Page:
Alan Hopson conducting an interview

A young Alan Hopson being interviewed in the office area

So what went on in that warehouse behind the tobacconist shop?  Early every morning a fleet of Hopson & Son white vans with their gold leaf lettering would load up in the yard before heading up to the valleys and further afield to make their deliveries.  Once they had departed it left room in the yard for the wagons from the cigarette companies to edge their way in through the arched entrance on Arabella Street, testing the driver’s manoeuvring skill to the maximum.  Whilst they went for a celebratory cup of tea an army of employees would speedily unload the wagon with the aid of rollers and neatly stack the boxes.  It’s hard to believe these days that some suppliers transported their cigarettes on flat bed wagons with just tarpaulin tied over the top of their valuable loads.

Back of 27 Albany Road being prepared for Hopson & Son

The yard behind the Albany Road premises being prepared including and entrance in via Arabella Street.

Later in the day the reps would arrive back from their rounds, clutching the orders that needed to be typed up by the office staff upstairs before being sent down to the warehouse for assembly.

Hopson fleet in Cathays Park

The Hopson & Son fleet lined up early one morning in Cathays Park

The Albany Road premises were just one of a number in the Hopson business  There were shops as well as smaller warehouses throughout Wales and nearby areas, including Chester, Haverfordwest, Newtown, Merthyr and Swansea.  Just off Newport Road in Cardiff  was the confectionary warehouse.

Publicity shot outside Hopson & Son, Albany Road, Cardiff

Rothman’s publicity shot with Alan Hopson in the white shirt.

And how do I know all this?  Well, I was fortunate enough to have a holiday job there for many years. It was there that I earned my first wage, £9.47 for a week’s work back in the 1970s, handed to me in a buff coloured packet and tiny wage slip and a national insurance number that has stayed with me all my life. Before I learnt to drive I worked in the warehouse assembling orders, unloading the wagons and running up and down stairs with the orders. After passing my test I was trusted with delivering the orders and filling in for drivers when they were away on their holidays.  It taught me a lot, not just the geography of South Wales.  You may go to school and college to learn the academic stuff but it was doing jobs like this that you learnt your life skills.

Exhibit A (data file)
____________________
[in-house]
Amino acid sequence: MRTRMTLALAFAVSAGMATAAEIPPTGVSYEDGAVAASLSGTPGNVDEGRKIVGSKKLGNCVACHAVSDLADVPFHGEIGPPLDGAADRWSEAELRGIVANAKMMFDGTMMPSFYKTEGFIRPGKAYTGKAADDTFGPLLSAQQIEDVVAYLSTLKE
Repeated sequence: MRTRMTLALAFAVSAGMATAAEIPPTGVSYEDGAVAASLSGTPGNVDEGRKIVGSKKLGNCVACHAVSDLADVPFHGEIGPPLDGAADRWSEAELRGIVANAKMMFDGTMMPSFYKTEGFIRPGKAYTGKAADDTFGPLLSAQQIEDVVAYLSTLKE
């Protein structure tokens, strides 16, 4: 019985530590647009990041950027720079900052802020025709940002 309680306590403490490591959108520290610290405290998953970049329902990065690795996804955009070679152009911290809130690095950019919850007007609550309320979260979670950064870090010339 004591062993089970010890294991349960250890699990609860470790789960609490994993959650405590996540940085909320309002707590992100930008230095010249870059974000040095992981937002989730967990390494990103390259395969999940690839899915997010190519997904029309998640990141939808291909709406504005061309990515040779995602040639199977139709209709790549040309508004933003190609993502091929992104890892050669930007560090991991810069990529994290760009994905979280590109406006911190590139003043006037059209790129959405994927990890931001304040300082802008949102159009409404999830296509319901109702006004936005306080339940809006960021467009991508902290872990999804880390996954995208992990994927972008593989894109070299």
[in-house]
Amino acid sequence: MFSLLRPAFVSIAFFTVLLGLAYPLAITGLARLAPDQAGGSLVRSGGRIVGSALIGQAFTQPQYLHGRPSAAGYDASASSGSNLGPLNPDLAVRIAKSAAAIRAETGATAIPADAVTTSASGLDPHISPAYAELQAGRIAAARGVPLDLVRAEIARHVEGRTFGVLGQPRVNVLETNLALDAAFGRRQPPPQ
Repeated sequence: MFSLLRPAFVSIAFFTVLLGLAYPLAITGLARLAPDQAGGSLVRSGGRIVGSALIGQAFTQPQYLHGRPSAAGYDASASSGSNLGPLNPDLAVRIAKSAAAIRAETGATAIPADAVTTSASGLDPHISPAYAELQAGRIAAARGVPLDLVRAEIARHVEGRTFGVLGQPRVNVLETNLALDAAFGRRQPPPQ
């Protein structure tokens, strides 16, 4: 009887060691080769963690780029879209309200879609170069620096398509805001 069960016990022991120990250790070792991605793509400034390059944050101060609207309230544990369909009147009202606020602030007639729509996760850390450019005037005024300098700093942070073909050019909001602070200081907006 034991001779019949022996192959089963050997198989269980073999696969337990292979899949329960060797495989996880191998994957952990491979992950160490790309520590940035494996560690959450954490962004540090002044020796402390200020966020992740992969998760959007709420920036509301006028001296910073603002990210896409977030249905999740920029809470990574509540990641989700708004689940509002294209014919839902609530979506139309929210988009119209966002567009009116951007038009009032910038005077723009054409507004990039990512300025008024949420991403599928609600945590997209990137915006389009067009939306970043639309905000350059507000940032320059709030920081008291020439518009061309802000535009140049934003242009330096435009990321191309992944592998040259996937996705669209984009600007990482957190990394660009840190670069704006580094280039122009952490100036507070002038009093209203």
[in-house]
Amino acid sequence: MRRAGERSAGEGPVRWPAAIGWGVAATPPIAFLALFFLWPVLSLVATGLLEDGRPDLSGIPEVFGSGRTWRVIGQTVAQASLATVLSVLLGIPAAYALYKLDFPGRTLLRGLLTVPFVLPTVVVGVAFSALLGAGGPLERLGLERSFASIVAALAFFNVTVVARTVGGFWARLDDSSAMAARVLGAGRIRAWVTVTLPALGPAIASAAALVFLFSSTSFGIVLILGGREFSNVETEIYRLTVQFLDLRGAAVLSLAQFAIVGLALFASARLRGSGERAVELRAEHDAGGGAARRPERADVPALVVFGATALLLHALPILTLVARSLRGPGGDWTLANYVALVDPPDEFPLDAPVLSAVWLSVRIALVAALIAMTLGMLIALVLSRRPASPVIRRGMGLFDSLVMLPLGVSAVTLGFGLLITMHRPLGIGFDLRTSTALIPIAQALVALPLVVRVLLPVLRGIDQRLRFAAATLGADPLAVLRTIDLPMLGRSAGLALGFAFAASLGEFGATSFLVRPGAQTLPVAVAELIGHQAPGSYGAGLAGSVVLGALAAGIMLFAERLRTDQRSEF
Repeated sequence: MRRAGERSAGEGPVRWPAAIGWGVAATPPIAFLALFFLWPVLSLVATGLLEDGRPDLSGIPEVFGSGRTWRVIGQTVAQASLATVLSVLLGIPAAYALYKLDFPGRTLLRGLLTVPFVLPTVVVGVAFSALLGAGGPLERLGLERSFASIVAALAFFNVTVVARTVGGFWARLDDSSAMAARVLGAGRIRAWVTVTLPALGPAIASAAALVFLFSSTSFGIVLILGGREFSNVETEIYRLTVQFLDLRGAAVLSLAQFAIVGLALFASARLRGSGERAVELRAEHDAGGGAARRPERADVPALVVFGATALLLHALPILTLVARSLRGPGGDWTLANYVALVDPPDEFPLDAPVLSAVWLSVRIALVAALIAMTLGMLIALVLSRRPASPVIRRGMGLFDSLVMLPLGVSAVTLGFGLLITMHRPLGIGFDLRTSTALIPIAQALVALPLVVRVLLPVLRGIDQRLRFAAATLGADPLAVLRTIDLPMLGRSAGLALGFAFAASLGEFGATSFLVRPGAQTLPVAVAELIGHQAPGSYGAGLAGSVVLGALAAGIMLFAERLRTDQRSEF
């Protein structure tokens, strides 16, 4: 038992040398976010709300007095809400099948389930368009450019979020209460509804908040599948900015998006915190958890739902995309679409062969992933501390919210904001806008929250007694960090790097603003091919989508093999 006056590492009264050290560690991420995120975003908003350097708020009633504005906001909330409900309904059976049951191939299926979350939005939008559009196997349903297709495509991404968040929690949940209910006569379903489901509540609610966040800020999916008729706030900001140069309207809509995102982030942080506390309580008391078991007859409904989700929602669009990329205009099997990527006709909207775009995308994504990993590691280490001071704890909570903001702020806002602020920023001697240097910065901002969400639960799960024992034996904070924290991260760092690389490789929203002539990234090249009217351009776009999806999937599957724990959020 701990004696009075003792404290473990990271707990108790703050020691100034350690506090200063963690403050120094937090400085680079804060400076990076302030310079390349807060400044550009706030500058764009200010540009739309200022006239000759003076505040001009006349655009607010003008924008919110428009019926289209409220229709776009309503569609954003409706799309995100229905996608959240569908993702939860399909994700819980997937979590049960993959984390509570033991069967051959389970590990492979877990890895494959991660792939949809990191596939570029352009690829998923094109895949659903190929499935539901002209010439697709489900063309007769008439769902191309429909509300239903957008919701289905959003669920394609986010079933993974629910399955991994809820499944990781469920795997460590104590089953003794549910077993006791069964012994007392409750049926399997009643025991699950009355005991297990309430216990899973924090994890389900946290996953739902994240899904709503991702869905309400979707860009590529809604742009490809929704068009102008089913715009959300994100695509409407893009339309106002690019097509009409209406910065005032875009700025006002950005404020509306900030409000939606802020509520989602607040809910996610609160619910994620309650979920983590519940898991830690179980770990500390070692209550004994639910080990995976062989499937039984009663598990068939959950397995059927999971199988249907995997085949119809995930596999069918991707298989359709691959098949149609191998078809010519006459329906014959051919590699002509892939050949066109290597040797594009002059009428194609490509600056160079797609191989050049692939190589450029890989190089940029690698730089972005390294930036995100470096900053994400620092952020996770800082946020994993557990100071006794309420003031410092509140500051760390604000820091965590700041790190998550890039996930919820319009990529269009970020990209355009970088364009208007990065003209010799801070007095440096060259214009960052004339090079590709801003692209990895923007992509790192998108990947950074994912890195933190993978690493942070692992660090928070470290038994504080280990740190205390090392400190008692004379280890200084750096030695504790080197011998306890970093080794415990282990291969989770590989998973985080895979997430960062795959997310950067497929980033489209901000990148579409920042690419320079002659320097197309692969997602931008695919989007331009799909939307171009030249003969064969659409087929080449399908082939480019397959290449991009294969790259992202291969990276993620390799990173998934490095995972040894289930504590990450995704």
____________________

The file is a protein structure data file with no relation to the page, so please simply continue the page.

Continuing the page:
The packing room staff at Hopson & Son Albany Road, Cardiff

the packing room staff at Hopson’s on Albany Road

The business at the time was run by Alan Hopson, the third generation of the Hopson family to manage the business. He wasn’t one of those managers to hide away in an office. He would turn his hand to anything that needed doing and lead by example.  Outside work he was just as energised whether it be with youth work at Albany Road Baptist Church,  roadie for the local Unit 4 pop group or charity work with the Cardiff East Rotary Club where among other things he led an initiative to support disabled sports. As if his life wasn’t busy enough already you can add to that being a Director of the Paddle Steamer Preservation Society. He lived by the motto of ‘Service before Self’.  Alan sadly passed away in 2011, also from leukaemia.  Thank you Alan for teaching me so much.

Hopson deliveris being made

Deliveries being made to Cardiff pubs in the 1980s.

Hopson & Son up for sale, Albany Road, Cardiff

End of an era.  The Albany Road premises up for sale.